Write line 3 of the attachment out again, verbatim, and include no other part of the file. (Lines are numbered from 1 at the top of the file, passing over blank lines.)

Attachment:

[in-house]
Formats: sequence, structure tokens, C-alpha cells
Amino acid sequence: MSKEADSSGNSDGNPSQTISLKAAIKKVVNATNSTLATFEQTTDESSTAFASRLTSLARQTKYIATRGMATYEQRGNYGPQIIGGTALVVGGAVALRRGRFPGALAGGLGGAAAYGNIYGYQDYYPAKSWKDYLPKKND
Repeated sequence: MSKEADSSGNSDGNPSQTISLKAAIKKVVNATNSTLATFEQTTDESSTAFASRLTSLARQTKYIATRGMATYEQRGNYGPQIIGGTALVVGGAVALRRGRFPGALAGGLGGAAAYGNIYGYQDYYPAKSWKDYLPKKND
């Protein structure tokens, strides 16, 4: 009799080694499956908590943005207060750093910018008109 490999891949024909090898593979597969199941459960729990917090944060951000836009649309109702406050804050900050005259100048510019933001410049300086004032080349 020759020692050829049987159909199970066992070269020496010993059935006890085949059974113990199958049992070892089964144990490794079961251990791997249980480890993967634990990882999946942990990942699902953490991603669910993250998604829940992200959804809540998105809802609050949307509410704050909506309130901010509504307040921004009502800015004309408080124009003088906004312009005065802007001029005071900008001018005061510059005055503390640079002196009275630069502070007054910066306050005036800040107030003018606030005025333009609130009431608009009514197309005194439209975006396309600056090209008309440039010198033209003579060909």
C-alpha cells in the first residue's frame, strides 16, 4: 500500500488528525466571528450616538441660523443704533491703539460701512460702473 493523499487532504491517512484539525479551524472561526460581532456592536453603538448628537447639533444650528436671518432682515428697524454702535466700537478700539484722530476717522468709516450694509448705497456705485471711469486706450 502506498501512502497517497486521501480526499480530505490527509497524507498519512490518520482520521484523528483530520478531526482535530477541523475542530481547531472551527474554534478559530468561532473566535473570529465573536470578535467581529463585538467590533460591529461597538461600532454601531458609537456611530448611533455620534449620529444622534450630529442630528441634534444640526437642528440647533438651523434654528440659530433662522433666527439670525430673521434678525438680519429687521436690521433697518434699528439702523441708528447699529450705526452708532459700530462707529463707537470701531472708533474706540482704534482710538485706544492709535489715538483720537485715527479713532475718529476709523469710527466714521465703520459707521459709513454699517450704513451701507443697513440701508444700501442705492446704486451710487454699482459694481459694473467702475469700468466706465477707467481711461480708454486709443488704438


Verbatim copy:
Amino acid sequence: MSKEADSSGNSDGNPSQTISLKAAIKKVVNATNSTLATFEQTTDESSTAFASRLTSLARQTKYIATRGMATYEQRGNYGPQIIGGTALVVGGAVALRRGRFPGALAGGLGGAAAYGNIYGYQDYYPAKSWKDYLPKKND